José Ignacio ELICEGUI REYES is Graduate in Management Business Administration and Business Sciences, as well as he has studied a Masters in Human Resource Management at the University of Cadiz. Currently, he is studying a Masters in Teacher Training in Secondary Schools and High Schools, Vocational Training and Language Training for the specialty of Business Administration at the University of Cadiz. Also, he is developing his PhD in the Human Resource Management field.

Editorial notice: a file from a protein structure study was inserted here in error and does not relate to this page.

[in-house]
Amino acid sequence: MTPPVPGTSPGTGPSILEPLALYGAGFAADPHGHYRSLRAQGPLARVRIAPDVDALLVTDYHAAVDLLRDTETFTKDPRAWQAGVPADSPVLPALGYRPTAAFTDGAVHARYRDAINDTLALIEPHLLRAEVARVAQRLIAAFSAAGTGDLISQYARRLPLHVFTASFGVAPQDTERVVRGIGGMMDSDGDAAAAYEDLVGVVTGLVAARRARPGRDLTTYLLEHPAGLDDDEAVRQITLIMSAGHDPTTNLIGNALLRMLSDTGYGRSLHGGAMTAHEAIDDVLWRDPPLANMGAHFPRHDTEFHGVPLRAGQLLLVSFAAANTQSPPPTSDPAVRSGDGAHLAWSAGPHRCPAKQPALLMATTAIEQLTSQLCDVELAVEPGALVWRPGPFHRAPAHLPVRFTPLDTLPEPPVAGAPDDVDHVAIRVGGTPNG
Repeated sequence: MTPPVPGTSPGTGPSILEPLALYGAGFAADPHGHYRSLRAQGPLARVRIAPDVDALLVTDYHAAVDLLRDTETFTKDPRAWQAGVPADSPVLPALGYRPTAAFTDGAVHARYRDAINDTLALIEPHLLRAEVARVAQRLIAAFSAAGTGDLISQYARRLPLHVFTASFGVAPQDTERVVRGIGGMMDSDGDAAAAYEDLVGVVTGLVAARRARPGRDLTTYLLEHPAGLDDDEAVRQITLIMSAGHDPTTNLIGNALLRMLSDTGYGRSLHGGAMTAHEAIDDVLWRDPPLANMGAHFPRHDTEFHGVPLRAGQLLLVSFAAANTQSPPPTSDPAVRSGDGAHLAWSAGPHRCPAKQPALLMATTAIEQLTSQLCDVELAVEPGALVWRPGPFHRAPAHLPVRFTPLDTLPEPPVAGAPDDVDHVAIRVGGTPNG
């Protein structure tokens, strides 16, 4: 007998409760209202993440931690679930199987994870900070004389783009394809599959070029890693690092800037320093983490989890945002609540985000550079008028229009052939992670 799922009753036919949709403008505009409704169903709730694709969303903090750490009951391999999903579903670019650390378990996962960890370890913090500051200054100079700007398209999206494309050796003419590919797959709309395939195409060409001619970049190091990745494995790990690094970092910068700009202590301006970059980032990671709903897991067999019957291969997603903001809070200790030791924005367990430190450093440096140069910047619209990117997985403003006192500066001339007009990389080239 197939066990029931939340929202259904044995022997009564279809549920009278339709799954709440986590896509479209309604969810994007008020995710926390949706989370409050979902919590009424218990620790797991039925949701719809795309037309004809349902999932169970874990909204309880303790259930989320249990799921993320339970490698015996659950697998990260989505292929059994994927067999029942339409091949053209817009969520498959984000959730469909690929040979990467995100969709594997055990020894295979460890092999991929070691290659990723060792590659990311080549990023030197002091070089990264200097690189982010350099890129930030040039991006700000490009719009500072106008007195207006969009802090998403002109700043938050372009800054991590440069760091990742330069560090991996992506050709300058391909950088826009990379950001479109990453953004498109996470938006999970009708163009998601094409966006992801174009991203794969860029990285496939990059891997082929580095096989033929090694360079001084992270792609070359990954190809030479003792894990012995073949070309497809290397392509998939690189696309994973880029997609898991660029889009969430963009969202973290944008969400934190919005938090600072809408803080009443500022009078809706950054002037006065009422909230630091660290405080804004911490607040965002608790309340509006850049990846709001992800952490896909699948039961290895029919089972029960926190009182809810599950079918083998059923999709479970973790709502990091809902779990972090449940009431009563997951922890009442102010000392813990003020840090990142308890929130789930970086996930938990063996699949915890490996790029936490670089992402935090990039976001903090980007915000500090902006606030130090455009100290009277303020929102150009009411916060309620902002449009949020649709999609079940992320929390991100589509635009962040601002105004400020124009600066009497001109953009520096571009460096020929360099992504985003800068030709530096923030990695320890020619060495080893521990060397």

Martina G. GALLARZA lectures in the Marketing Department of Universidad de Valencia (SPAIN). She has formerly taught at Universidad Católica de Valencia, where she was Dean of the Business Faculty. Her research interests include consumer behavior and tourism services. She has authored more than 40 articles (in Annals of Tourism Research, Tourism Management, Journal of Consumer Behavior, Journal of Services Marketing, International Journal of Hospitality Management, Journal of Hospitality Marketing and Management among others), and has presented more than 70 papers in Congresses (EMAC, MKT TRENDS Conference, AMA Servsig, ATMC). She teaches in several international masters in Europe (MTM in IGC at Bremen (Germany) and MAE at IGR-IAE Rennes (France). Guest scholar for short periods at Columbia University (New York City. USA), ESCP (France), Sassari University (Sardinia. Italia), Strathclyde University (Glasgow, UK), She is member of the American Marketing Association (AMA), Asociación Española de Marketing (AEMARK), Association Française de Marketing (AFM) and formerly of Association Internationale d’Experts Scientifiques en Tourisme (AIEST She is member of the Board of Directors of Pernod Ricard. S.A. since 2012.